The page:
how richard hamilton jazzed up the white album (beatles ’68 part 5)

Es­ti­mated reading time is 6 min­utes.

ARTIST RICHARD HAMILTON was a fix­ture in the world of in­ter­na­tional art be­fore the Bea­tles cut their first sides. For the 1956 ex­hi­bi­tion called This Is To­morrow, Richard Hamilton sub­mitted a tiny (10 x 9-inch) col­lage ti­tled “Just What Is It That Makes Today’s Homes so Dif­ferent, so Ap­pealing?” This one piece brought him to the at­ten­tion of the in­ter­na­tional art world and is often re­ferred to as the first ex­ample of Pop Art.

In 1968, Hamilton’s dealer was Robert Fraser, one of the hippest scene-makers in swinging London and friend to Paul Mc­Cartney. Paul was keen on the world of con­tem­po­rary art and was looking for some­thing dif­ferent for the Bea­tles next album cover.

Fraser had Paul meet Richard, who sug­gested the stark min­i­malism of the all-white ap­proach as a re­ac­tion to the per­ceived ex­cesses of the psy­che­delic al­bums of the pre­vious twelve months:

“Since Sgt. Pepper was so over the top, I ex­plained, ‘I would be in­clined to do a very prissy thing, al­most like a lim­ited edi­tion.’ [Paul] didn’t dis­courage me, so I went on to pro­pose a plain white album. If that were too clean and empty, then maybe we could print a ring of brown stain to look as if a coffee cup had been left on it—but that was thought a bit too flippant.”

The idea that an all-white af­fair might be too “clean” is in­ter­esting, given that much of the Pop Art of the ’60s has a very clean look and feel to it. We do not as­so­ciate grungi­ness with this movement—in fact, it’s easier to see it as a bit an­ti­septic. Hamilton con­tinued:

“I also sug­gested that they might number each copy, to create the ironic sit­u­a­tion of a num­bered edi­tion of some­thing like five mil­lion copies. This was agreed, but then I began to feel a bit guilty at putting their double album under plain wrap­pers; even the let­tering is ca­sual, al­most in­vis­ible, a blind stamping. I sug­gested it could be jazzed up with a large edi­tion print, an in­sert that would be even more glam­orous than a normal sleeve.”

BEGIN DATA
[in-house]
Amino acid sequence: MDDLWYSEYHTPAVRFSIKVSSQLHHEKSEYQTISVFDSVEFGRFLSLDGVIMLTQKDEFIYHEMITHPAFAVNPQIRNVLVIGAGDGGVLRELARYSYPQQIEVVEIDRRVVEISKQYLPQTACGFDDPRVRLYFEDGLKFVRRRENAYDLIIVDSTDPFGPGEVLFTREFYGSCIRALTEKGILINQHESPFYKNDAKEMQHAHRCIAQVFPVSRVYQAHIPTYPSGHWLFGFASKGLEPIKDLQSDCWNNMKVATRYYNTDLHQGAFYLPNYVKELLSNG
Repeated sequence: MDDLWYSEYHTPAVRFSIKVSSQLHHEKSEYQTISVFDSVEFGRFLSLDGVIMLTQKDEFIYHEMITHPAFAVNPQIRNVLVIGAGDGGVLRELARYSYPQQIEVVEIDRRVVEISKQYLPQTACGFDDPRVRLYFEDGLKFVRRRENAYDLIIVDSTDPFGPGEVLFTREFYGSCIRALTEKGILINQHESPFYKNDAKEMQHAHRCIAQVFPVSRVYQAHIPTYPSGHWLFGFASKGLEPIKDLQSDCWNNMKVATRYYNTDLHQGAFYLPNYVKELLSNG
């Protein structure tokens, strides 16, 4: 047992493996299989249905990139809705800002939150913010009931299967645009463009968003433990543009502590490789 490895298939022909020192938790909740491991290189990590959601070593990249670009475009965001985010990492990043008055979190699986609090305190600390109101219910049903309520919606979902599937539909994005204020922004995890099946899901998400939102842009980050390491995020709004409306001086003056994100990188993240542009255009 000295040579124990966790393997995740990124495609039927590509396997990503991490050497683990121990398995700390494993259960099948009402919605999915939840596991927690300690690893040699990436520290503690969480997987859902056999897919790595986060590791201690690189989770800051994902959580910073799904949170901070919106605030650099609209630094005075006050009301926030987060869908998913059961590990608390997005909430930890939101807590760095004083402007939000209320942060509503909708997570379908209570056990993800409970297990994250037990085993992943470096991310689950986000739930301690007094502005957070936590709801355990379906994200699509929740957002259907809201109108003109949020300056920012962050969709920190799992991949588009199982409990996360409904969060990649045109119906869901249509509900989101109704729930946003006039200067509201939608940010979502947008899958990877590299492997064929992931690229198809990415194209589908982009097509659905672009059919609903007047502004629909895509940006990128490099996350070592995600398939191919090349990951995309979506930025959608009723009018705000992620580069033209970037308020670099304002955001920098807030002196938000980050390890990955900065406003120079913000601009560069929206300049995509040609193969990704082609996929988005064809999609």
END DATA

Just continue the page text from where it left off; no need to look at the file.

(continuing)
This was ac­com­plished by in­cluding large (24 x 36 inches) fold-open poster in­side the album. One side fea­tured an over-busy, un­at­trac­tive col­lec­tion of photos of John, Paul, George, and Ringo while the other side fea­tured the lyrics to the al­bum’s songs.


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Peter Blake’s rather busy cover for The Bea­tles (June 1967).

A white wall is too German

Hamilton also sug­gested making the album’s front cover look like a lim­ited edi­tion art piece, hence the edi­tion number with the stamped-by-hand look in that is one of the high­lights of the jacket.

“So now [Richard] was saying, ‘Let’s call it The Bea­tles and have it white, re­ally white.’ I was saying, ‘Well, I dunno. It’s a great con­cept, but we are re­leasing an album here. This is not a piece of art for a rather elite gallery, this is more than that. I see the point. It’s a nice idea, but for what we were to people, and still are, it doesn’t quite fit, we’re not quite a blank space, a white wall, the Beatles.

‘Some­body ought to piss on it or smudge an apple on it for it to be­come the Bea­tles be­cause a white wall’s just too German and mar­velous for us.’ So the idea then emerged to do the em­bossing. ‘Maybe if we em­boss the word Bea­tles out of the white, that’ll be good. We’ll get a shadow from the em­bossing but it’s white on white. It’s still white. That’ll be nice.’ But I still wanted some­thing on the white.” (Paul Mc­Cartney)

The album ended up all white with highly glossed cover slicks. The front cover had “THE BEATLES” in raised print and each of the ini­tial jackets had a se­rial number in black type pressed into the lower right corner. The back cover was blank. The inner faces of the gate­fold jacket were also a glossy white with black & white photos of the four Bea­tles and the list of song titles.